Charly Records is a wonderland for devotees of the blues, rockabilly and R&B; roots of rock 'n' roll. It's a label that served as an influence for Los Angeles' Rhino Records, another treasure chest of rock history, and helped trigger commendable reissue campaigns by numerous major U.S. labels, including Atlantic, Columbia, MCA and RCA.
Here is the range of Charly's world.
Box sets--The 12-record Jerry Lee Lewis set is Charly's most celebrated box set, but the label has also released excellent sets from the Sun catalogue on Johnny Cash (five records in the box), Carl Perkins (three records), "The Blues Years" (nine records featuring such artists as B.B. King and James Cotton) and "The Rocking Years" (12 records, featuring superstars Lewis, Perkins, Orbison and Cash; cult favorites Charlie Feathers and Billy Lee Riley, and unknowns Luke McDaniel, Danny Stewart). "The Sun Box" is a three-record overview of the Sun catalogue. All include booklets so filled with appealing photos and well-researched text that they would be collectors' items even without the records. In addition to the Sun-related boxes, Charly has released sets on the Yardbirds (seven records) and guitarist Django Reinhardt (eight records). Just out: a 9-record set devoted to '50s rocker Gene Vincent.
Compact discs--Charly has already released more than 150 of its vinyl albums in compact disc and expects to eventually put its entire catalogue on CD. The most ambitious step is a series that will contain every single (except Elvis Presley's) ever released by Sun. The singles, which will be sequenced in chronological order, will be divided into four "black music" discs, five "country music" and 17 "rock" discs. The music and sound is uneven (Charly engineers had to turn to acetates or the original 45s and 78s where no master tape was available), but the historical importance of this material is undeniable. The first disc in each genre is already available, with new discs due at the rate of about three every other month.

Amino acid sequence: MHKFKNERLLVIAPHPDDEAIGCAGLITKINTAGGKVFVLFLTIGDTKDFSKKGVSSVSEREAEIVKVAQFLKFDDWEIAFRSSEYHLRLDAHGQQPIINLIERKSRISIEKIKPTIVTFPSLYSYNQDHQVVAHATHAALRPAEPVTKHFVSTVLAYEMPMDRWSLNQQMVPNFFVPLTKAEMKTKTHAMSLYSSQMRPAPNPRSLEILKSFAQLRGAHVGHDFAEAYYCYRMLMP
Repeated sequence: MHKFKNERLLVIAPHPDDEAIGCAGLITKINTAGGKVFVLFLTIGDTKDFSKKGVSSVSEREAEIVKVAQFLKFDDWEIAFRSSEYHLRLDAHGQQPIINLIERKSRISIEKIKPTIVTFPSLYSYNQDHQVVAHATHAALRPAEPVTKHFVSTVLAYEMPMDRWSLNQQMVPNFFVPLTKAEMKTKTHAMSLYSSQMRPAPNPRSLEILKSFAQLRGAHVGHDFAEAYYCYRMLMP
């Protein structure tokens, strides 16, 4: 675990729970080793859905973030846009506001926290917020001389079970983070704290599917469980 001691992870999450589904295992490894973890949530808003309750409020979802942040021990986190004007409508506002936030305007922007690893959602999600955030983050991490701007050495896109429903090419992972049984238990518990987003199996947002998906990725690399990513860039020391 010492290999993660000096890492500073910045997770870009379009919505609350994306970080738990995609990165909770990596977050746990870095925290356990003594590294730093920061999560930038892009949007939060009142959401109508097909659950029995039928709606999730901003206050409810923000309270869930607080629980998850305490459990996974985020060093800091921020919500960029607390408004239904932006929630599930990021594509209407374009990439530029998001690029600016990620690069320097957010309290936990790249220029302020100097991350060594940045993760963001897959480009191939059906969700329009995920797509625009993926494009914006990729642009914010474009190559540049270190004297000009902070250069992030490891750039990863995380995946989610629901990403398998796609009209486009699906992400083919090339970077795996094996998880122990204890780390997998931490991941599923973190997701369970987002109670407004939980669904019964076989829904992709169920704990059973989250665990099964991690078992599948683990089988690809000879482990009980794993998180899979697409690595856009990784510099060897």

Single albums--The amazing variety of soul music ranges from country and city blues to '40s jump 'n' jive and '50s R & B to gospel and zydeco. Besides Sun, the reissues involve product originally released by such seminal labels as Federal, DeLuxe and King. Among the titles: Lavern Baker's "Real Gone Gal," Roy Brown's "Boogie at Midnight," the Five Keys' "It's a Groove," Wynonie Harris' "Rock Mr. Blues," Little Willie John's "Grits and Soul," Clyde McPhatter's "Rock and Cry," Jimmy Reed's "Upside Your Head" and Chuck Willis' "Keep a Drivin'."
Country and/or rockabilly albums include Johnny Cash's "Hot and Blue Guitar," Red Foley's "Tennessee Saturday Night," Wanda Jackson's "Let's Have a Party" and Charlie Rich's "Original Hits and Midnight Demos."
The jazz and big-band reissues--released on the Affinity subsidiary and pulled from such catalogues as Bethlehem and MCA--spotlight such artists as Count Basie, Don Cherry, John Coltrane, Duke Ellington, Dexter Gordon, Lionel Hampton, Woody Herman, Jimmie Lunceford, Charlie Mingus, Thelonious Monk, Wayne Shorter, Mel Torme and Ben Webster.